Osprey Nation is Connecticut Audubon Society’s new citizen science partnership, launched in the summer of 2014, to monitor the health of our state’s Ospreys. The goal of Osprey Nation is to create a long-term record of data that will give the conservation community a better understanding of the health of Connecticut’s Osprey population.
In its first season, Osprey Nation’s 100-plus stewards located 414 nests in five counties and 42 towns, and monitored 174 of those nests. We plotted all the nests and the data submitted by the stewards on the map below. Osprey Nation stewards confirmed that 78 young Ospreys were successfully fledged in 2014, a number that we’re confident is low.
The project is off to a great start but we still need your help and expertise!
If you live near an active Osprey nest and can volunteer about an hour a month to be part of our network of stewards, email us at Osprey@Ctaudubon.org.
Among our goals for next year are to add nest locations to the map, learn more about nests that are not yet being monitored, start to look for trends that would indicate whether the state’s Osprey population is declining or increasing, and what those trends might tell us about water quality and fish populations.
It was only several decades ago that the widespread use of DDT brought these great fish-eating raptors to the brink of extinction. But with a ban on this toxic pesticide and the efforts of government biologists, conservation groups and individuals, Ospreys have made a dramatic comeback.
You can view a map on this page showing the routes of four Ospreys that nested in Connecticut and Rhode Island and were fitted with radio tags by researchers Paul Spitzer and Rob Bierregaard. The map contains a lot of data and takes about 10 seconds to load.
Our network of Osprey Nation stewards collects and sends us data on the birds’ arrival dates each spring, the location of nests, nesting success and departure dates. We enter the data on a map for everyone to view. Osprey Nation is a partnership with the Connecticut Department of Energy and Environmental Protection and we will be submitting the data to DEEP biologists.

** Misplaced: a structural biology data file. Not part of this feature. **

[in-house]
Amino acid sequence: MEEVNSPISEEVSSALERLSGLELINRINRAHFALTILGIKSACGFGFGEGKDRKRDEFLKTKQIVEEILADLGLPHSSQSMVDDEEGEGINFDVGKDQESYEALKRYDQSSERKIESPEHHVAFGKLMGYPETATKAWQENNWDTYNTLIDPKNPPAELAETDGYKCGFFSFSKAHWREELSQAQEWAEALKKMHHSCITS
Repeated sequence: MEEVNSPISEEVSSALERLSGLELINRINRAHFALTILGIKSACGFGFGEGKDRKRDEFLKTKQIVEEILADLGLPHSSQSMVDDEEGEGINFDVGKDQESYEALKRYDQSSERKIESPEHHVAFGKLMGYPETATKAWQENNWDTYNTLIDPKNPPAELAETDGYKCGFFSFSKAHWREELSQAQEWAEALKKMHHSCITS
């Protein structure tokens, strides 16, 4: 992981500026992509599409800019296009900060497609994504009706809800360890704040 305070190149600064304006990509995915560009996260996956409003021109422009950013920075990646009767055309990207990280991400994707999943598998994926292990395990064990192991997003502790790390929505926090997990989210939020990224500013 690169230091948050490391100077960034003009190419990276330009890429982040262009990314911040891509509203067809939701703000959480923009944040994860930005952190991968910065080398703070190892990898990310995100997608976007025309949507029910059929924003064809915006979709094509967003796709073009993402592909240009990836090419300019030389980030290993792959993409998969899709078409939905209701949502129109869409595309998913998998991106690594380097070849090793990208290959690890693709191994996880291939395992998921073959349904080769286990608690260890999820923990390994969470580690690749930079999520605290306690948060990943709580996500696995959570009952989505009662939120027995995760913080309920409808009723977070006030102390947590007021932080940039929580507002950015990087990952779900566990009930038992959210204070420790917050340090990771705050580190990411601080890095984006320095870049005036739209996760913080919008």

We also ask the stewards to monitor the condition of Osprey nesting sites, especially poles, and to work with Connecticut Audubon and the Connecticut DEEP to make sure they are safe and secure.
Click on the upper right-hand corner of this map for a full-screen view. Click on the red and green markers for more information about each nest. Green markers indicate nests for which we have stewards; red markers indicate nests for which we are still seeking stewards. Please note that as of late June 2014, we are not even close to knowing the location of or plotting all the Osprey nests in the state. We need your help with that too!
Volunteer for Osprey Nation
Email us at Osprey@Ctaudubon.org to volunteer!
We estimate that each volunteer will spend no more than an hour a week, from late March through August, observing, recording information and sending it to us.
The decline of Ospreys, not just in Connecticut but throughout their range, was caused by the widespread use of the toxin DDT and the loss of nest sites. A widely used agricultural pesticide, DDT entered the rivers and Sound, was absorbed in the fish the birds ate, and caused the shells of Osprey eggs to become thin and to break as it interfered with the Osprey’s ability to metabolize calcium.
Listed as Endangered in nearly every state, Ospreys began their rebound with the banning of DDT in 1972. That year was the low point for Ospreys in Connecticut, with only seven active nests. Thereafter they became a poster-child for conservation as a cleaner environment coupled with an abundance of new nest sites created by the public led to their resurgence.
Today no one knows how many Ospreys nest in Connecticut, although the number is large: on the lower Connecticut River, 29 active Osprey nests are visible from one spot in Old Lyme alone.
However, Ospreys can still ingest DDT on their wintering grounds, so continued careful monitoring is important. Even more critical is that Ospreys and the fish they eat from our waters are still great monitors for any new and unknown toxic substances that might be out there.
Ospreys are our charismatic canaries, and are a critical first line of defense in monitoring our environment and ultimate human health.